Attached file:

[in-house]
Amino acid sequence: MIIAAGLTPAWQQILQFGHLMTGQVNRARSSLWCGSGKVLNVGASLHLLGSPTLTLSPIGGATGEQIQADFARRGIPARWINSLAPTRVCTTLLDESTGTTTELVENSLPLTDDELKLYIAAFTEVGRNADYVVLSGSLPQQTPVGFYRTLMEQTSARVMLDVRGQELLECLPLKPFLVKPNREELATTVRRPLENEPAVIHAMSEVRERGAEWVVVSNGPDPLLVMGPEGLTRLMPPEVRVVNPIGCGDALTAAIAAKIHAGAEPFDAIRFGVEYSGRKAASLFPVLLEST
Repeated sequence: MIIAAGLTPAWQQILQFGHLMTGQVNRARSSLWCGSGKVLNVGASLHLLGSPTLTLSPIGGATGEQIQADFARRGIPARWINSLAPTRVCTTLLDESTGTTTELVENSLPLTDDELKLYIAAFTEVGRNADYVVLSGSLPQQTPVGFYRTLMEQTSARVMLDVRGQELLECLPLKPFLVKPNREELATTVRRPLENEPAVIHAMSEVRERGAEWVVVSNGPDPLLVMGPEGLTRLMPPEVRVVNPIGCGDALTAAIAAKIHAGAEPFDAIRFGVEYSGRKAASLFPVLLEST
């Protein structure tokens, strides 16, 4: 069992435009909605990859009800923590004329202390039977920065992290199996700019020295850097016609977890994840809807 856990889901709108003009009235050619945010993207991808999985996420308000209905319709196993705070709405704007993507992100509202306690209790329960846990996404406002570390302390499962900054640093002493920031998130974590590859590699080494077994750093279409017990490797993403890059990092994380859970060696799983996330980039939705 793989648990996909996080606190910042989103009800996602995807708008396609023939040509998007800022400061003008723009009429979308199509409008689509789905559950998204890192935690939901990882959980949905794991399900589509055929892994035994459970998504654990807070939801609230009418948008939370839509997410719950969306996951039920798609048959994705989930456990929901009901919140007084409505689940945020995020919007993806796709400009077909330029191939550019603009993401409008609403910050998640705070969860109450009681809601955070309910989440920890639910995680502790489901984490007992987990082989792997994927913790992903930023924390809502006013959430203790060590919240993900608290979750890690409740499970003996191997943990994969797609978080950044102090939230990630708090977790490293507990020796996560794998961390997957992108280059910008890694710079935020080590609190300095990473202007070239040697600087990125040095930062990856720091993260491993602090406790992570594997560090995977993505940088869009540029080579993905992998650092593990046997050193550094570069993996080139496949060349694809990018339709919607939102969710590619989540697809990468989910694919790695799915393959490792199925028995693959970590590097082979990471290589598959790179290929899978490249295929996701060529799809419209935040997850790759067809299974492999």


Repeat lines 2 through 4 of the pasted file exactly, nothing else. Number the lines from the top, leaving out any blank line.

Amino acid sequence: MIIAAGLTPAWQQILQFGHLMTGQVNRARSSLWCGSGKVLNVGASLHLLGSPTLTLSPIGGATGEQIQADFARRGIPARWINSLAPTRVCTTLLDESTGTTTELVENSLPLTDDELKLYIAAFTEVGRNADYVVLSGSLPQQTPVGFYRTLMEQTSARVMLDVRGQELLECLPLKPFLVKPNREELATTVRRPLENEPAVIHAMSEVRERGAEWVVVSNGPDPLLVMGPEGLTRLMPPEVRVVNPIGCGDALTAAIAAKIHAGAEPFDAIRFGVEYSGRKAASLFPVLLEST
Repeated sequence: MIIAAGLTPAWQQILQFGHLMTGQVNRARSSLWCGSGKVLNVGASLHLLGSPTLTLSPIGGATGEQIQADFARRGIPARWINSLAPTRVCTTLLDESTGTTTELVENSLPLTDDELKLYIAAFTEVGRNADYVVLSGSLPQQTPVGFYRTLMEQTSARVMLDVRGQELLECLPLKPFLVKPNREELATTVRRPLENEPAVIHAMSEVRERGAEWVVVSNGPDPLLVMGPEGLTRLMPPEVRVVNPIGCGDALTAAIAAKIHAGAEPFDAIRFGVEYSGRKAASLFPVLLEST
């Protein structure tokens, strides 16, 4: 069992435009909605990859009800923590004329202390039977920065992290199996700019020295850097016609977890994840809807 856990889901709108003009009235050619945010993207991808999985996420308000209905319709196993705070709405704007993507992100509202306690209790329960846990996404406002570390302390499962900054640093002493920031998130974590590859590699080494077994750093279409017990490797993403890059990092994380859970060696799983996330980039939705 793989648990996909996080606190910042989103009800996602995807708008396609023939040509998007800022400061003008723009009429979308199509409008689509789905559950998204890192935690939901990882959980949905794991399900589509055929892994035994459970998504654990807070939801609230009418948008939370839509997410719950969306996951039920798609048959994705989930456990929901009901919140007084409505689940945020995020919007993806796709400009077909330029191939550019603009993401409008609403910050998640705070969860109450009681809601955070309910989440920890639910995680502790489901984490007992987990082989792997994927913790992903930023924390809502006013959430203790060590919240993900608290979750890690409740499970003996191997943990994969797609978080950044102090939230990630708090977790490293507990020796996560794998961390997957992108280059910008890694710079935020080590609190300095990473202007070239040697600087990125040095930062990856720091993260491993602090406790992570594997560090995977993505940088869009540029080579993905992998650092593990046997050193550094570069993996080139496949060349694809990018339709919607939102969710590619989540697809990468989910694919790695799915393959490792199925028995693959970590590097082979990471290589598959790179290929899978490249295929996701060529799809419209935040997850790759067809299974492999």